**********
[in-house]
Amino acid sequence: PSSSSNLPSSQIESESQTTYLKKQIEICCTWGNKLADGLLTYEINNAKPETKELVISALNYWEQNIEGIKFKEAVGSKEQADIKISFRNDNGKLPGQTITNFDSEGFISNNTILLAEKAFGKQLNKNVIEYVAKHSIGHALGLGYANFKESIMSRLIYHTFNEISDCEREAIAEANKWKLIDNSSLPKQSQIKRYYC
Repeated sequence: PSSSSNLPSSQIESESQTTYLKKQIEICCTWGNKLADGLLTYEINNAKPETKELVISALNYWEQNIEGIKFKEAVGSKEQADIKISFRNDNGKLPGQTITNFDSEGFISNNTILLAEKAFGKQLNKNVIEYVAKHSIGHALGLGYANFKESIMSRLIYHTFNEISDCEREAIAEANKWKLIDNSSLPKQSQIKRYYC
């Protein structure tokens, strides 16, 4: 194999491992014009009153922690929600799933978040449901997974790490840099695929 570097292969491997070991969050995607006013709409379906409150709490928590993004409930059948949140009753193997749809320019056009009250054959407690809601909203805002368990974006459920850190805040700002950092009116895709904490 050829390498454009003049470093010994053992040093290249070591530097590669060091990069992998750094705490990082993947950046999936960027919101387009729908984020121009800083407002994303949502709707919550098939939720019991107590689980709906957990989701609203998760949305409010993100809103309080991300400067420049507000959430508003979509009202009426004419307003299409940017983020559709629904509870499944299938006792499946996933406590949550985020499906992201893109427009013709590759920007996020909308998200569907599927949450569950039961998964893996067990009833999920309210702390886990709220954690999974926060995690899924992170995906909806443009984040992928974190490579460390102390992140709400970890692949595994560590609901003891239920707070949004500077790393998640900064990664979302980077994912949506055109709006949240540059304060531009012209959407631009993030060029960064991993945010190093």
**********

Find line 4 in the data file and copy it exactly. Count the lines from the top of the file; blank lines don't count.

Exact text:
């Protein structure tokens, strides 16, 4: 194999491992014009009153922690929600799933978040449901997974790490840099695929 570097292969491997070991969050995607006013709409379906409150709490928590993004409930059948949140009753193997749809320019056009009250054959407690809601909203805002368990974006459920850190805040700002950092009116895709904490 050829390498454009003049470093010994053992040093290249070591530097590669060091990069992998750094705490990082993947950046999936960027919101387009729908984020121009800083407002994303949502709707919550098939939720019991107590689980709906957990989701609203998760949305409010993100809103309080991300400067420049507000959430508003979509009202009426004419307003299409940017983020559709629904509870499944299938006792499946996933406590949550985020499906992201893109427009013709590759920007996020909308998200569907599927949450569950039961998964893996067990009833999920309210702390886990709220954690999974926060995690899924992170995906909806443009984040992928974190490579460390102390992140709400970890692949595994560590609901003891239920707070949004500077790393998640900064990664979302980077994912949506055109709006949240540059304060531009012209959407631009993030060029960064991993945010190093």